Its the question that university professors should be asking.  “Hey young ones, what are you doing out here?”

Buried within the text of David Suzuki’s 1989 publication, Inventing the Future, is an article entitled, “Prostituting Academia.”  His concerns voiced 22 years ago are just as relevant today.  The article raises a question for me:  Are tenured professors meant to be the voice of conscience for the university?

Are tenured professors uniquely positioned to be able to ask us all, “Hey young ones, what are you doing out here?”  To do so, though, in an age of competitive funding from business, industry and government may cause them to loose their shirts.  Are they willing to loose  their shirts and call out to us, “Hey what you are you doing out here?”

Here’s an excerpt from David Suzuki’s article:

I don’t deny a role for university faculty in the application of new ideas.  Our top-notch people are Canada’s eyes and ears to the world’s research, and good people will have ideas that can eventually be exploited.  But the deliberate and urgent push to economic payoff distorts scholarship within the university and subverts its thrust to the will of those who have the money.  Profit and destruction are the major reasons for the application of science today, while environmental and social costs are seldom seriously addressed.  That’s why we need scholars who are detached from those applications.

I remain a faculty member of UBC and because I care so much for the university I am compelled to speak out in criticism.  Tenure confers the obligation to do so.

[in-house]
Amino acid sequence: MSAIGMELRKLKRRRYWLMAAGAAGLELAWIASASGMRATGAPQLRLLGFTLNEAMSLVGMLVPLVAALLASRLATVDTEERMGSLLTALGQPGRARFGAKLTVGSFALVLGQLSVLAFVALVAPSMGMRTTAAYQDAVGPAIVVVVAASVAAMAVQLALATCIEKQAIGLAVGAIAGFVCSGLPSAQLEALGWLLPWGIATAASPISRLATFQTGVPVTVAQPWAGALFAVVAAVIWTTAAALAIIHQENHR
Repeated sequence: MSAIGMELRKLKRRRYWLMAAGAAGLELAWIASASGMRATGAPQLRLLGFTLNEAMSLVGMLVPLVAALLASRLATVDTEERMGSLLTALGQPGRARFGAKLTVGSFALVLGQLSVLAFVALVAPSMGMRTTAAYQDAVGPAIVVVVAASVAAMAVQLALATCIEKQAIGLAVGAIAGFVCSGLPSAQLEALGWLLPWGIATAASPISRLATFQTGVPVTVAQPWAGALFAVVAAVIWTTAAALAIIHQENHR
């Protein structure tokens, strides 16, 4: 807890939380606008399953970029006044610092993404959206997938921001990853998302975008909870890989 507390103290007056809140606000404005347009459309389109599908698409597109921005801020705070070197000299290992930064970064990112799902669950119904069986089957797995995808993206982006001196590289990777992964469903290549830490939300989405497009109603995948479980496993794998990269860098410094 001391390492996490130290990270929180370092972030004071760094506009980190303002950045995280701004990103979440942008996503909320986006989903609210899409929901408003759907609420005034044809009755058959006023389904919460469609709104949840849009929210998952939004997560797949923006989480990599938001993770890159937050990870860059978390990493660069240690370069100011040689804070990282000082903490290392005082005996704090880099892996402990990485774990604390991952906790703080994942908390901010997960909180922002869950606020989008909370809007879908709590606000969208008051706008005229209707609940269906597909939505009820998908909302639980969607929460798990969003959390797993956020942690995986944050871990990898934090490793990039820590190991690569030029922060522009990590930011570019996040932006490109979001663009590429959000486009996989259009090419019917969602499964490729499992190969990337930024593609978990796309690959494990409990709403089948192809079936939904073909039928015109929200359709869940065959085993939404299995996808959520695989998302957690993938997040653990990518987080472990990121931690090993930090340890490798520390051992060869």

I don’t condone but can understand why university scientists, who have been underfunded for so long, are welcoming the Faustian bargain with private industry.  But I fail to comprehend why philosophers, historians and sociologists who should know better are acquiescing so easily.

The headlong rush to industrialize the university signals the implicit acceptance of many assumptions that have in the past been questioned by academics themselves.  For example, free enterprise, like most economic systems is based on the unquestioned necessity for steady growth–growth in GNP, consumption and consumer goods.

Steady incremental growth within a given interval is called “exponential growth,” and any scientist knows that nothing in the universe grows exponentially indefinitely.  Yet economists, business people and politicians assume the explosive increase in income, consumer goods and GNP (and inflation) of the past decades must be maintained to sustain our quality of life.  Historians know that this growth is an aberration, a blip that must inevitably stop and reverse itself.  But how can the fallacy of maintainable exponential growth be seriously challenged when the university is busy selling the myth that it can maintain such growth?

Scholars in universities represent tiny islands of thought in society.  They are sufficiently detached from the priorities of various interest groups like business, government and the military to point out flaws in our current social truths.  But by focussing on issues that are socially relevant or economically profitable, we lose sight of the broader context within which that activity falls; we forget history; we become blind to the environmental and social costs of our innovations.”  p. 75-76